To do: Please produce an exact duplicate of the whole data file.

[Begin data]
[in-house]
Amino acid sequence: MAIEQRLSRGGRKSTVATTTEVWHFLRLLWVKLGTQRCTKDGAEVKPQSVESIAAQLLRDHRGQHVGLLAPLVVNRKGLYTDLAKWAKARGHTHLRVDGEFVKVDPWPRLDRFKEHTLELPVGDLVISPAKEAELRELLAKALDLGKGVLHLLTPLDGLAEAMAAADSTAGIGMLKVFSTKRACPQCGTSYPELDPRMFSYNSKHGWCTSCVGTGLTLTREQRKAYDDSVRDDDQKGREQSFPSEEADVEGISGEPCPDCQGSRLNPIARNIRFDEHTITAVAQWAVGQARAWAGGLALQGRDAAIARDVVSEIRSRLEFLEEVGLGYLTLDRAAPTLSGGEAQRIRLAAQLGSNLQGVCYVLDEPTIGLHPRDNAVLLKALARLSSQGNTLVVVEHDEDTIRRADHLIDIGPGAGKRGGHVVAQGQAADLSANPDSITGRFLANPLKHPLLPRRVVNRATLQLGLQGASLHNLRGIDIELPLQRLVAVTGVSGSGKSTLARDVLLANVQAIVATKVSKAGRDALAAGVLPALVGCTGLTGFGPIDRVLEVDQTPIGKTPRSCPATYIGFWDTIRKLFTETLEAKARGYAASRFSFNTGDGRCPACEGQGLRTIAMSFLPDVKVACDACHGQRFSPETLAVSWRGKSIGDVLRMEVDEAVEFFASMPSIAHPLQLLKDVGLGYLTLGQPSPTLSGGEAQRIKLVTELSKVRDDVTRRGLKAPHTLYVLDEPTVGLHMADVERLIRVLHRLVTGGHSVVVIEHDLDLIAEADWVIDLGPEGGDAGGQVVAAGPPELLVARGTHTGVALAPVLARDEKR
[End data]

[in-house]
Amino acid sequence: MAIEQRLSRGGRKSTVATTTEVWHFLRLLWVKLGTQRCTKDGAEVKPQSVESIAAQLLRDHRGQHVGLLAPLVVNRKGLYTDLAKWAKARGHTHLRVDGEFVKVDPWPRLDRFKEHTLELPVGDLVISPAKEAELRELLAKALDLGKGVLHLLTPLDGLAEAMAAADSTAGIGMLKVFSTKRACPQCGTSYPELDPRMFSYNSKHGWCTSCVGTGLTLTREQRKAYDDSVRDDDQKGREQSFPSEEADVEGISGEPCPDCQGSRLNPIARNIRFDEHTITAVAQWAVGQARAWAGGLALQGRDAAIARDVVSEIRSRLEFLEEVGLGYLTLDRAAPTLSGGEAQRIRLAAQLGSNLQGVCYVLDEPTIGLHPRDNAVLLKALARLSSQGNTLVVVEHDEDTIRRADHLIDIGPGAGKRGGHVVAQGQAADLSANPDSITGRFLANPLKHPLLPRRVVNRATLQLGLQGASLHNLRGIDIELPLQRLVAVTGVSGSGKSTLARDVLLANVQAIVATKVSKAGRDALAAGVLPALVGCTGLTGFGPIDRVLEVDQTPIGKTPRSCPATYIGFWDTIRKLFTETLEAKARGYAASRFSFNTGDGRCPACEGQGLRTIAMSFLPDVKVACDACHGQRFSPETLAVSWRGKSIGDVLRMEVDEAVEFFASMPSIAHPLQLLKDVGLGYLTLGQPSPTLSGGEAQRIKLVTELSKVRDDVTRRGLKAPHTLYVLDEPTVGLHMADVERLIRVLHRLVTGGHSVVVIEHDLDLIAEADWVIDLGPEGGDAGGQVVAAGPPELLVARGTHTGVALAPVLARDEKR